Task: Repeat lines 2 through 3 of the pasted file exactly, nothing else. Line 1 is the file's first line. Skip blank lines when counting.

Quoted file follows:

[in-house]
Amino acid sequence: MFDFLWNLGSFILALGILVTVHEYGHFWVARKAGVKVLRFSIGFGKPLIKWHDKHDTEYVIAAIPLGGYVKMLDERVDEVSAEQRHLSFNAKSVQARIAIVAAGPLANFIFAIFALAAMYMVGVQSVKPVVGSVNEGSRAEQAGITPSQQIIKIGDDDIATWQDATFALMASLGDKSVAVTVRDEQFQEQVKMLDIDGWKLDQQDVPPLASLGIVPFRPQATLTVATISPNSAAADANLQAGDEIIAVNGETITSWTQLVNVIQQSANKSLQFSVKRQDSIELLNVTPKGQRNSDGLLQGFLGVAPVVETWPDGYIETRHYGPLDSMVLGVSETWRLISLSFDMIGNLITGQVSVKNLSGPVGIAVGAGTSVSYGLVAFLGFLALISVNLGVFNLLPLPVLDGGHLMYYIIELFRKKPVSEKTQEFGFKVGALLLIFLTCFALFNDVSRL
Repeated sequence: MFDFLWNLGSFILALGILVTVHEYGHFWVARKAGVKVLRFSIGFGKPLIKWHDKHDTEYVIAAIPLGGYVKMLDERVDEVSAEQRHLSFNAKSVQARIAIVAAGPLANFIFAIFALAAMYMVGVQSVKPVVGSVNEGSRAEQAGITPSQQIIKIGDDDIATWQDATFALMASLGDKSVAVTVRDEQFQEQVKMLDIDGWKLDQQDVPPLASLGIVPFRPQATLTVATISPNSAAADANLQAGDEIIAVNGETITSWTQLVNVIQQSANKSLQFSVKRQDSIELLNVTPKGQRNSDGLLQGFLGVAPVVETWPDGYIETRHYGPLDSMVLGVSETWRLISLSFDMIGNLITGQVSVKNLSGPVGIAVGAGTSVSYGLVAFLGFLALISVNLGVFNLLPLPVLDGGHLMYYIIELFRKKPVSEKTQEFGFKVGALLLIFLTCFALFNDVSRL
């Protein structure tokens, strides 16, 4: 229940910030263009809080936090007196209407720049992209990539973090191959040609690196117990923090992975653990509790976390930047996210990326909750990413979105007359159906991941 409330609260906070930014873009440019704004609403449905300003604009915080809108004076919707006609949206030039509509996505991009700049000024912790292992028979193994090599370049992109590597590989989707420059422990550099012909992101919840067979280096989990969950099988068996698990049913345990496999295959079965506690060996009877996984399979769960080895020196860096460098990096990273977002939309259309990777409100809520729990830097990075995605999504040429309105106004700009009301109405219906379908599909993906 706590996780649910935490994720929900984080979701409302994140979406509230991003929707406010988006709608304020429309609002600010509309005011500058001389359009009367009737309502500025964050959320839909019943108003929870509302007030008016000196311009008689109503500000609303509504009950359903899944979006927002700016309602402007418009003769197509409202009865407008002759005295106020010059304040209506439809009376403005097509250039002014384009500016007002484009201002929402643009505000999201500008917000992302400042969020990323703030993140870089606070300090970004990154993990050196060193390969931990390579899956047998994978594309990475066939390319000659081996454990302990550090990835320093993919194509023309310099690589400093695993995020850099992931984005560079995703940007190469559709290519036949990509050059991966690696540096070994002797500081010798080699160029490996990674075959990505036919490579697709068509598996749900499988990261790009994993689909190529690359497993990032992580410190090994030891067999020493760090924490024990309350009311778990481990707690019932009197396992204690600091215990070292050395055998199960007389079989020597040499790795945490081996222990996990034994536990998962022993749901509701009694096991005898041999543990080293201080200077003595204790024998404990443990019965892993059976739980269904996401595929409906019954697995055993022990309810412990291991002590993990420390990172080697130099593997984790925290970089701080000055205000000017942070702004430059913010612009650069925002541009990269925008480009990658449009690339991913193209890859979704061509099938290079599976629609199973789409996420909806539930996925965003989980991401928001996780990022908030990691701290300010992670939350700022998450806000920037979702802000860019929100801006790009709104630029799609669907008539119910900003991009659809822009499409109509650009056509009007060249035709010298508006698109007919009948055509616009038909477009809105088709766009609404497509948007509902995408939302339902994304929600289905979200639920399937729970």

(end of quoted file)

Amino acid sequence: MFDFLWNLGSFILALGILVTVHEYGHFWVARKAGVKVLRFSIGFGKPLIKWHDKHDTEYVIAAIPLGGYVKMLDERVDEVSAEQRHLSFNAKSVQARIAIVAAGPLANFIFAIFALAAMYMVGVQSVKPVVGSVNEGSRAEQAGITPSQQIIKIGDDDIATWQDATFALMASLGDKSVAVTVRDEQFQEQVKMLDIDGWKLDQQDVPPLASLGIVPFRPQATLTVATISPNSAAADANLQAGDEIIAVNGETITSWTQLVNVIQQSANKSLQFSVKRQDSIELLNVTPKGQRNSDGLLQGFLGVAPVVETWPDGYIETRHYGPLDSMVLGVSETWRLISLSFDMIGNLITGQVSVKNLSGPVGIAVGAGTSVSYGLVAFLGFLALISVNLGVFNLLPLPVLDGGHLMYYIIELFRKKPVSEKTQEFGFKVGALLLIFLTCFALFNDVSRL
Repeated sequence: MFDFLWNLGSFILALGILVTVHEYGHFWVARKAGVKVLRFSIGFGKPLIKWHDKHDTEYVIAAIPLGGYVKMLDERVDEVSAEQRHLSFNAKSVQARIAIVAAGPLANFIFAIFALAAMYMVGVQSVKPVVGSVNEGSRAEQAGITPSQQIIKIGDDDIATWQDATFALMASLGDKSVAVTVRDEQFQEQVKMLDIDGWKLDQQDVPPLASLGIVPFRPQATLTVATISPNSAAADANLQAGDEIIAVNGETITSWTQLVNVIQQSANKSLQFSVKRQDSIELLNVTPKGQRNSDGLLQGFLGVAPVVETWPDGYIETRHYGPLDSMVLGVSETWRLISLSFDMIGNLITGQVSVKNLSGPVGIAVGAGTSVSYGLVAFLGFLALISVNLGVFNLLPLPVLDGGHLMYYIIELFRKKPVSEKTQEFGFKVGALLLIFLTCFALFNDVSRL